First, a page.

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A US inmate died of a heart attack Tuesday more than 40 minutes after his execution was halted due to a botched lethal injection, triggering claims of torture.
The tragic end to the life of Clayton Lockett, a convicted murderer and rapist, caused Oklahoma to postpone the execution of a second inmate.
Lockett was administered a new, untested three-drug protocol in what would have been the central state's first double execution in 80 years.
But Oklahoma Department of Corrections Director Robert Patton ordered the execution of Lockett stopped about three or four minutes after the start of the injection at 6:23 pm (2323 GMT), citing a "vein failure," a prisons spokesman said.
Lockett died of a "massive heart attack" at 7:06 pm after receiving all three drugs, spokesman Jerry Massie said.
Even though he was administered the injection, "the drugs didn't go into the system," the spokesman added.
The drugs included a sedative, an anesthetic and a lethal dose of potassium chloride.
Patton then immediately ordered a 14-day delay to the execution of Charles Warner, who had been set to be executed two hours later than Lockett.
"About 13 minutes into the execution, after he had been declared unconscious, the inmate began writhing in pain. His body was sort of bucking. He was clenching his jaw," Tulsa World editor Ziva Branstetter told MSNBC television.
"Several times he mumbled phrases that were unintelligible. Only word we could make out was: 'Man!' He seemed to be in a lot of pain.
"Several times he rose, his head and shoulders rose up off the gurney as if he was trying to get off the gurney."
Shortly thereafter, the prison warden closed the blinds, preventing reporters from witnessing what was going on in the execution chamber, Branstetter said.
- Lockett 'tortured' -
"After weeks of Oklahoma refusing to disclose basic information about the drugs for tonight's lethal injection procedures, tonight, Clayton Lockett was tortured to death," Warner's lawyer Madeline Cohen said in a statement.
She called for an independent investigation and autopsy to learn what went wrong.
"The state must disclose complete information about the drugs, including their purity, efficacy, source and the results of any testing," Cohen added.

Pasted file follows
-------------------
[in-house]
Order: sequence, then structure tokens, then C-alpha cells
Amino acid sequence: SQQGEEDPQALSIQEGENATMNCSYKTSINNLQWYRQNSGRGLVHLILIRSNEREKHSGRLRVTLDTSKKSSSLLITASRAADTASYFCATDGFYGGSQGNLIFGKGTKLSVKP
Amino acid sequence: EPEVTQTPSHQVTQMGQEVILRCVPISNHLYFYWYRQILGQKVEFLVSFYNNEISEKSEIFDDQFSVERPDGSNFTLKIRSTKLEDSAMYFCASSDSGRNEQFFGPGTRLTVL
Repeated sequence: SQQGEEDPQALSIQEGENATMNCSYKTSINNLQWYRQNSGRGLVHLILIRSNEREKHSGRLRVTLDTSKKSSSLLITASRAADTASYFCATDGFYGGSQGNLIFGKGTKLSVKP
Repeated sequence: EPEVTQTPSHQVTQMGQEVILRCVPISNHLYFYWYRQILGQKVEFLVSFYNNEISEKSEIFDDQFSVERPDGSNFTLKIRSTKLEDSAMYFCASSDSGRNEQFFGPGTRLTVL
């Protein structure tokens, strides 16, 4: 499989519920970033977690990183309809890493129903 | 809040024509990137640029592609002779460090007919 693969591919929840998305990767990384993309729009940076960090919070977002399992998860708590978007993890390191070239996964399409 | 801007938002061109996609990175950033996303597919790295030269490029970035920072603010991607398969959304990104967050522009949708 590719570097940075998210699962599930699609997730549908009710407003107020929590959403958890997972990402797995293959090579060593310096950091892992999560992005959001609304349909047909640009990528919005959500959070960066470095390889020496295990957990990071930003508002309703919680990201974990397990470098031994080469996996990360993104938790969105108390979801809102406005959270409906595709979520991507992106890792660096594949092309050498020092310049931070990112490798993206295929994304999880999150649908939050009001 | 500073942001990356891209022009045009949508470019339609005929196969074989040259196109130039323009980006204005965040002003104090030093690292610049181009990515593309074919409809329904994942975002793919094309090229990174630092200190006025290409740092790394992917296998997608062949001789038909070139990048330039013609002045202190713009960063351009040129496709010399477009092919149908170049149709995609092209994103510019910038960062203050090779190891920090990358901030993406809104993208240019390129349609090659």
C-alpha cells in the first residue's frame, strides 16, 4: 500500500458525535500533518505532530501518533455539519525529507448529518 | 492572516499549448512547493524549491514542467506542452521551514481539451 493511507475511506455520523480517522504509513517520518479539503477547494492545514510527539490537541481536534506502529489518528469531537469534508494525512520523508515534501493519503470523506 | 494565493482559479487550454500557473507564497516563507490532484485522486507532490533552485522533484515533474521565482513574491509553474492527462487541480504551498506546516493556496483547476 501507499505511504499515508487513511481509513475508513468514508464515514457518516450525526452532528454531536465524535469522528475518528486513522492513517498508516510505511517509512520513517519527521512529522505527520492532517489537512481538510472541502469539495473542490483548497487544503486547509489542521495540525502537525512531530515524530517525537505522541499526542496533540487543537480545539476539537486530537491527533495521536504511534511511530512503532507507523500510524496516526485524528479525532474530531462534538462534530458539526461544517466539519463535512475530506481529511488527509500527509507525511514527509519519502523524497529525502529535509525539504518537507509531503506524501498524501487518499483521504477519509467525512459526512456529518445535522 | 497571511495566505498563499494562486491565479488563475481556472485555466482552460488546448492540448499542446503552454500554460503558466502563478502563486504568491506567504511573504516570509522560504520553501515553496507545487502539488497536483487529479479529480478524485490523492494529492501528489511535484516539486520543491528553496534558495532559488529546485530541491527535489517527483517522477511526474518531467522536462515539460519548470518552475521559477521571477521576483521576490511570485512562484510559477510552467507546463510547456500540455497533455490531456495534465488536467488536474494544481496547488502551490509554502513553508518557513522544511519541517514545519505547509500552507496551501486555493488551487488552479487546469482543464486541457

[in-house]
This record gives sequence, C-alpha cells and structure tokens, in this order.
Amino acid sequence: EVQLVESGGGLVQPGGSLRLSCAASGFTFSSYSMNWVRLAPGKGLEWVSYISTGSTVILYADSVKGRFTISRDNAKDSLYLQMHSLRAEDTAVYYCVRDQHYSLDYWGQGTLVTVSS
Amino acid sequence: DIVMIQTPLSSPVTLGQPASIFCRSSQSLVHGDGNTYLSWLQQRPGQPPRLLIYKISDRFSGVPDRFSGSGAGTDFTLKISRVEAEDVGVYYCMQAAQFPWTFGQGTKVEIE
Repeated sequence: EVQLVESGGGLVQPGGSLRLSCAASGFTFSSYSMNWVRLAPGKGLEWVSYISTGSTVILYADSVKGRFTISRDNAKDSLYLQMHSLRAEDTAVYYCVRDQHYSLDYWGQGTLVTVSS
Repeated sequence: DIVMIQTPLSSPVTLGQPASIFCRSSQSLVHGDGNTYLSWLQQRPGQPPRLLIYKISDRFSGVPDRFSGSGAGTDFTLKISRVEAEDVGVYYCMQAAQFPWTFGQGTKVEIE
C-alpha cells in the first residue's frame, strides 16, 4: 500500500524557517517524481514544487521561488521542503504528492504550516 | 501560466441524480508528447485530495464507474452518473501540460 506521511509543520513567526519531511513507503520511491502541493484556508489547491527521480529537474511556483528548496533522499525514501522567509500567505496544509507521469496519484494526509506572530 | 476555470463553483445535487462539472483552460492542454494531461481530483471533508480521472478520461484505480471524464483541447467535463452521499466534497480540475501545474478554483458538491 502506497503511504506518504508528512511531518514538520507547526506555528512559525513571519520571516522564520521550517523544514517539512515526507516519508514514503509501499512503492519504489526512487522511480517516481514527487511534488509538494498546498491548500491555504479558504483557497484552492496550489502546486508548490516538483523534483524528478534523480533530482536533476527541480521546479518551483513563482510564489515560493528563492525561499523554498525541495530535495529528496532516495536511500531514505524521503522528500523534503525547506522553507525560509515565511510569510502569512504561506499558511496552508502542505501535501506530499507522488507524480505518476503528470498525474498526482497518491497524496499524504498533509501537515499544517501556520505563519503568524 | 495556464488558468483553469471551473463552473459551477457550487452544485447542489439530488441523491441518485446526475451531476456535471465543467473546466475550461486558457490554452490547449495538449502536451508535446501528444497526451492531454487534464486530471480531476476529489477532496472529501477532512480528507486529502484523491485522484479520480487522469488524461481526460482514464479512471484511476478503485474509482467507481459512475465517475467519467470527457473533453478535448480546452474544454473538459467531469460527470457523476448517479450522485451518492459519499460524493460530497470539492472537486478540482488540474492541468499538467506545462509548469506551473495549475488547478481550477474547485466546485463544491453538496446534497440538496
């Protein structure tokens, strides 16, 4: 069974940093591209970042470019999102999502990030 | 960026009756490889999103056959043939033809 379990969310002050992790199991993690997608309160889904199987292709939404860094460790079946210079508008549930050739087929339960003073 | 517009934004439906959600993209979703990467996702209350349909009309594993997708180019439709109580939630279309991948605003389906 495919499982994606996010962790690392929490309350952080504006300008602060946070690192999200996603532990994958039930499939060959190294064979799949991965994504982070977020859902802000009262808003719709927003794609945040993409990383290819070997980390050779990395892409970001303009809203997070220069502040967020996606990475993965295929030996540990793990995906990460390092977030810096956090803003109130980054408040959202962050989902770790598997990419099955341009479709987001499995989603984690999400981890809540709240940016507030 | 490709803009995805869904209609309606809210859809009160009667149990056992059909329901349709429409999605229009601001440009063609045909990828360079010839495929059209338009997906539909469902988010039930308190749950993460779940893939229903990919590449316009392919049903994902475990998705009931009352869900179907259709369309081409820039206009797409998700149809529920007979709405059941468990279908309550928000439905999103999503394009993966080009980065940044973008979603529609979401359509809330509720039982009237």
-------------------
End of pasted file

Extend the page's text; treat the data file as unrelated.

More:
"Until much more is known about tonight's failed experiment of an execution, no execution can be permitted in Oklahoma."
The state had previously postponed the two executions in March because of a shortage of lethal injection drugs.
But the state managed to get supplies, while changing the execution protocol, and the two inmates exhausted their appeals.
Lockett was convicted in 2000 for the rape and murder of a young woman he kidnapped, beat and buried alive.
Warner was convicted for the 1997 rape and murder of an 11-month-old girl.
Cohen had argued against the new injection combination, saying the "experimental new drug protocol, including a paralytic," would make "it impossible to know whether the executions will comport with the Eighth Amendment's ban on cruel and unusual suffering."
"Despite repeated requests by counsel, the state has refused, again and again, to provide information about the source, purity, testing and efficacy of the drugs to be used. It's not even known whether the drugs were purchased legally," she said.
Both Lockett and Warner had argued they had the constitutional right to know the composition and origin of any drugs used in the lethal injection.
In a judicial twist, Oklahoma's supreme court had first suspended the executions in order to resolve the controversy, but then two days later reversed itself, saying the men had no more right to information on drugs than they would for the electric chair.
Since European manufacturers began refusing to sell the most commonly used anesthetic -- pentobarbital -- for human executions, several US states have found themselves confronted with shortages, and are now seeking an alternative, which has led to an increase in court cases over the issue.
The last time two inmates were executed on the same night in Oklahoma was in 1937.